Kate on writing…
What motivates you to write?
Authors are supposed to have profound reasons for writing, but I was tricked into it. A friend asked me to help edit his memoir, then contribute to his blog, and then edit a novel he wrote with his grandchildren. He published his books on Amazon — what a thrill to see them there and find reviews from readers. When NaNoWriMo, (National Novel Writing Month) rolled around, he encouraged me to try and helped me edit the result into a book that, if I do say so, is not terrible.
I realized I could do better and learn more about this strange thing called writing. I’m not good at crossword puzzles, but here was a puzzle that really grabbed me. What will people be like in a world I create? What about danger, adventure, and survival on a planet as close to real as I can make it? I was hooked.
How many hours a week do you spend writing?
I feel my most creative in the mornings, so I write for two or three hours most days. I can edit and tend social media in the afternoons, so another couple hours there. When I’m in outlining mode my schedule is more erratic. I need to take long walks and afternoon naps to help me think. I also read for an hour or two, since reading in part of writing, whether fiction or how-to-write. I limit my social media time so it doesn’t eat my life. Of course, once on the internet, some science news story usually inspires a poem each week.
Your biggest writing distractions?
If the house gets too noisy, that’s a problem. I like to write in quiet. But major distractions happen when I hit a block in a story, when I’m not sure how a character should react, or can’t get them from here to there. Or some cute bit I love doesn’t fit and should be chopped out, but I just can’t do it yet. Then everything from a full laundry basket to that annoying internet becomes irresistible.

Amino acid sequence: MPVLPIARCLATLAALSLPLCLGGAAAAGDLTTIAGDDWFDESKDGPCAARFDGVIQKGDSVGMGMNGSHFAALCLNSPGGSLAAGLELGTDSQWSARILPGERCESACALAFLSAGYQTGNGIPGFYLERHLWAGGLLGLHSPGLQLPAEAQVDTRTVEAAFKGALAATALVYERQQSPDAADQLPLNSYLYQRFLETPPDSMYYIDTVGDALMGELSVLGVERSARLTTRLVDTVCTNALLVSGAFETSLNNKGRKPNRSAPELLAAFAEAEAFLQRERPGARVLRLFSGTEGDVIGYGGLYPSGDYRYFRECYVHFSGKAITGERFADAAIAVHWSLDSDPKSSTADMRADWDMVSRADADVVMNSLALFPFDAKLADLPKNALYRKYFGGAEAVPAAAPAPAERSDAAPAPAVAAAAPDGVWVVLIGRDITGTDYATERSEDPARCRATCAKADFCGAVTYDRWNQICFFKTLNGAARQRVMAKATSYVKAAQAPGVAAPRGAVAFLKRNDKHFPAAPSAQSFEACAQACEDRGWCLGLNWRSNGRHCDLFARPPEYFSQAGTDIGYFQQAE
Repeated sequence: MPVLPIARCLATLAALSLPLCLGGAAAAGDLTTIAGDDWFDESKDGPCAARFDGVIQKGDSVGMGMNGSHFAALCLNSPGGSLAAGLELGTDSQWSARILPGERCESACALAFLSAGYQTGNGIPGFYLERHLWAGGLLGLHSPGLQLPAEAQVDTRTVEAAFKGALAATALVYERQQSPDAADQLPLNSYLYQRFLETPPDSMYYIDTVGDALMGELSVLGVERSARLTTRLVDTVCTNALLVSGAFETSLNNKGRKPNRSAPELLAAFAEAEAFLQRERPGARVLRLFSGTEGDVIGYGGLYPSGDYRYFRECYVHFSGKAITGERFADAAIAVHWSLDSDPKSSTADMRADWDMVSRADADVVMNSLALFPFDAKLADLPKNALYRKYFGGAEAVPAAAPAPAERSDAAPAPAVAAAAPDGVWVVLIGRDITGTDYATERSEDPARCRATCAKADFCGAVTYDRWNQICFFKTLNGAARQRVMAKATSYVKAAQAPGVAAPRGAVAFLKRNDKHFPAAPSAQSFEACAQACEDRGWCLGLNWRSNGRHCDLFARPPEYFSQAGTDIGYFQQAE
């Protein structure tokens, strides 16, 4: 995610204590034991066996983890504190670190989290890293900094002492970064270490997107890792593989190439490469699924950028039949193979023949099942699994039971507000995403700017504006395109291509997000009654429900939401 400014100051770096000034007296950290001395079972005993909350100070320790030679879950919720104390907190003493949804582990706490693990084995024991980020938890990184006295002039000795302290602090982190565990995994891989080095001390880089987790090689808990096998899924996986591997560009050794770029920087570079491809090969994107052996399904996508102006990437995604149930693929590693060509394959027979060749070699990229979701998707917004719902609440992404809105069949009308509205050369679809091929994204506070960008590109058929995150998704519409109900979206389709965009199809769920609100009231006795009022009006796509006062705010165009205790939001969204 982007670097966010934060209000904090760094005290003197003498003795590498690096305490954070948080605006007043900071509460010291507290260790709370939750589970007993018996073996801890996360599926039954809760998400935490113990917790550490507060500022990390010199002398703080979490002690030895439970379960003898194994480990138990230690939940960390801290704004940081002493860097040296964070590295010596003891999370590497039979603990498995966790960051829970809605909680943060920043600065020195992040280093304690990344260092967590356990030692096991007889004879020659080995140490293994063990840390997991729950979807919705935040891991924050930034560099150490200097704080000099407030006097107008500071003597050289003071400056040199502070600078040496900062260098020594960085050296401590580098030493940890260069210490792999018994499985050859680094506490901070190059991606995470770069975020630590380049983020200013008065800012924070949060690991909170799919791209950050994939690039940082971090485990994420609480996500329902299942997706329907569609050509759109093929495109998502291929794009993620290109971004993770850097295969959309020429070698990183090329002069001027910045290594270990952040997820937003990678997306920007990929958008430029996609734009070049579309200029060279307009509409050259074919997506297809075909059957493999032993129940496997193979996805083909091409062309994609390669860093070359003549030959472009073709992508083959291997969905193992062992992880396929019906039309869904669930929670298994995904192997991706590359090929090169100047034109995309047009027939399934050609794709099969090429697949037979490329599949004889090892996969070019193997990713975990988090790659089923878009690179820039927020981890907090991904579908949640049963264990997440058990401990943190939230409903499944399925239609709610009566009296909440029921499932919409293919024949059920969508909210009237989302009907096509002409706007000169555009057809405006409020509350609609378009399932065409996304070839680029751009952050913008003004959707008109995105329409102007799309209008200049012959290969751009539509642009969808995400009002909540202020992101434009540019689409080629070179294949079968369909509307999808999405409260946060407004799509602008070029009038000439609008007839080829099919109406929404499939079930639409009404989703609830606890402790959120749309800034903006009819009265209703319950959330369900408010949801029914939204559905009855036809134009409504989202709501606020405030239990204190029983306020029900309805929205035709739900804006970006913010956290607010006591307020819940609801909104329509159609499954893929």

What are your favorite books or sites you go to for writing tips / advice?
There’re thousands of books and sites, but a lot of it is repetitive. I like Stephen King’s book On Writing, a combination of advice and memoir. But I’ve gotten the most from KM Weiland. It’s not that her advice is unique, but somehow for me, I “got it” from the way she presents information.
I use books for writing advice, but there are also workbooks, software, nd classes out there. If you like podcasts, I’ve found good stuff at Andy Chamberlain’s Creative Writer’s Toolbelt.I think it’s important to find both the approach and format that makes sense to you.
Although I occasionally listen to free webinars from various sources, I haven’t found them as satisfying. Expect an upsell for pricy courses (webinars aren’t free for no reason) and they seem to contain ten minutes of information packed into an hour (read sarcasm.) That said, I have collected some good tips, so if you’ve got the time, try a few.
Have you ever cut anything from your book and why?
Oh yes! When I cut large sections, I move them to a “out-takes” folder to save. I feel better that way, just in case I can ever use something I chopped. I have a lovely descriptive piece where a character spends a weekend in a desert cabin. But it simply didn’t do anything for the story, so it sits with my out-takes.
Least favorite thing about writing?
Typos! I hate to make stupid mistakes. (I prefer awesome mistakes.) I swear typos emerge spontaneously from the quantum foam. I once published a book and checked the preview on Amazon, just to admire my work. And found a typo on page one! Arghhh! At least I could fix it right then.
Kate as a reader…
Your most influential book(s)?
Star Trek, The Original Series. Okay, it’s not a book. There are a bunch of Star Trek novels and I’ve read some of them, but I mean the TV series.
Star Trekgave me a taste for science fiction. There were certainly elements of pure fantasy in the show, and all the Star Treks are famous for techno-babble that sounds science-y but isn’t real. But they explored beyond anything I knew, they fought and loved, and they often solved problems with their brains. They met wonderfully advanced races (pure mental power allowed for cheap special effects!) while maintaining their own sense of worth. I want that.